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Tuesday 13-Sep-2016
【The Standard:Boarding Insider】Lights, camera, action
"My daughter would like to study film at university. She also has excellent maths skills. Would taking an A level in maths seem a little unusual for university film department admissions teams when she could study film, media studies and drama?"

Selecting A-level subjects is not something to be taken lightly. The first and most reliable step to ensuring that mistakes are not made is to check the entry requirements for the film studies courses you are interested in online and then to call the relevant university department to confirm what is written.

Warwick, for instance, demands that A-level subjects should include at least one of the following subjects: English literature, English language and literature (combined), film studies or history.

Logically, film studies would be a good choice if your daughter's school offers it.

Generally speaking, universities do not look favorably upon A-level subjects which are similar and some universities have made it clear that students should not take certain combinations of A-level subjects. Warwick's selectors, for instance, value "breadth of subjects" while "overlapping curricula should be avoided."

This is something to bear in mind for students but I think that film studies is a more specific situation. Many other universities offering film studies just look for three A levels with solid results without stating what subjects they might be.

It is hard to see institutions rejecting students because they have studied film, drama and media studies, but it is always worth checking.

Your daughter may have her sights firmly set on studying film but never rule out the possibility of her changing her mind one year down the line.

I have experience with the matter so do not take things too lightly. Therefore, taking a glut of vocational or practical subjects, such as media studies, drama, film and music, may restrict what your daughter can study at university.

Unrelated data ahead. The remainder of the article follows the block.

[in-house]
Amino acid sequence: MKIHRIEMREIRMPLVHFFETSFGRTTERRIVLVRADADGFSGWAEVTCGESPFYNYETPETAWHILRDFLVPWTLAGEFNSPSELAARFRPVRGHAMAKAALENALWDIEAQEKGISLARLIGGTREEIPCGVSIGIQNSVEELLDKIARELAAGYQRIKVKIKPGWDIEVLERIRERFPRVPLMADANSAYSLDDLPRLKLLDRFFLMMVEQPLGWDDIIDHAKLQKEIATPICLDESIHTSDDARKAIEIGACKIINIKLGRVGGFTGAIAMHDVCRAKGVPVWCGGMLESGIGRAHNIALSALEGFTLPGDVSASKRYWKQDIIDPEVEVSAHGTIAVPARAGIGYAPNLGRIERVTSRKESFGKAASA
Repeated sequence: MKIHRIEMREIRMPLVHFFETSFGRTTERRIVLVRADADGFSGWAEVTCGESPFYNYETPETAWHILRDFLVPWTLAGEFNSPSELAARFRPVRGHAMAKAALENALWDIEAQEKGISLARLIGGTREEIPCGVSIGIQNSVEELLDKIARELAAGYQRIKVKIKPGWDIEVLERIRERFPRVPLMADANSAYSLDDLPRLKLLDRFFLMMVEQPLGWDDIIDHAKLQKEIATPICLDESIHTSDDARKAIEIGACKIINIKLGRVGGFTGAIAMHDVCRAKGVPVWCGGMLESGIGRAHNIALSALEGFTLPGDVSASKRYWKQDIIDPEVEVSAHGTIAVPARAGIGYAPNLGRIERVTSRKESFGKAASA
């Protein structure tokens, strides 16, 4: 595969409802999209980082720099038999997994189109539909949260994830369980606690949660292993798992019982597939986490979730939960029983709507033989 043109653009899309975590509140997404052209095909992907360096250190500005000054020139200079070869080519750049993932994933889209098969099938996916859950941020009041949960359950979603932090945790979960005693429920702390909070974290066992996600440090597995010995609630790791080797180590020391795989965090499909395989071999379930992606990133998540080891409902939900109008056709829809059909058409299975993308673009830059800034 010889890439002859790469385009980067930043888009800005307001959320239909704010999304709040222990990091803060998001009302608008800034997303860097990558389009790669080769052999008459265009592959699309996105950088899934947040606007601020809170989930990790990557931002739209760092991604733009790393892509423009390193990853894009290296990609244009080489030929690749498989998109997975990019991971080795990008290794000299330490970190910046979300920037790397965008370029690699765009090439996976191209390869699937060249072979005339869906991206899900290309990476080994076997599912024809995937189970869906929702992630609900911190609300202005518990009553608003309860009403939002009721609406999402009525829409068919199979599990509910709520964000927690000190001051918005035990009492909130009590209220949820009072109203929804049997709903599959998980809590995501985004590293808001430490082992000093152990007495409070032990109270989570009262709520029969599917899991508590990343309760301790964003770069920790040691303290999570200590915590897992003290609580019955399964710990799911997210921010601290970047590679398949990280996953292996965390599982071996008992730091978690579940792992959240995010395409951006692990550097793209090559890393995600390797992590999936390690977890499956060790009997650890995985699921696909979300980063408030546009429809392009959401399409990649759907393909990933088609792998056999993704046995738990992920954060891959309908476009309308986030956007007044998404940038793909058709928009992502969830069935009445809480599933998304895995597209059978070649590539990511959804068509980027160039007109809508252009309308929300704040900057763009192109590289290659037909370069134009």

The reason is because universities have lists of "non-preferred subjects" which provide a less effective preparation for study, in the eyes of certain institutions at least. It may be worth considering a maths A level, in addition to film, if possible, and English or another humanities-based subject.

Overall, my experience is that the future is unpredictable - and 15-year- olds do not always have plans set in stone no matter how determined they appear to be at the start of Year 11. 


Mabel Chan is a principal consultant at Britannia StudyLink

Original Article:​

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Education Experts

Samuel Chan, the winner of Alumni Awards 2017, is the founder of Britannia. He had studied in the UK since the age of 9 for 15 years and achieved his master degree in International Political Economy at University of Warwick. Now he shares his experiences and professional advice in education columns in Hong Kong’s major newspapers.


Mabel Chan is the Principal Consultant of Britannia. Having studied in both the UK and the US, she is an expert in school matching for overseas education. She writes education columns for Sing Tao Daily and The Standard, and answers questions arising from parents and students patiently.


MB Cheung, our senior consultant, has been writing education columns for major local newspapers for more than 25 years. With his experience and unique insights, he shares a variety of tips and advice on overseas education for the readers (and DSE students)

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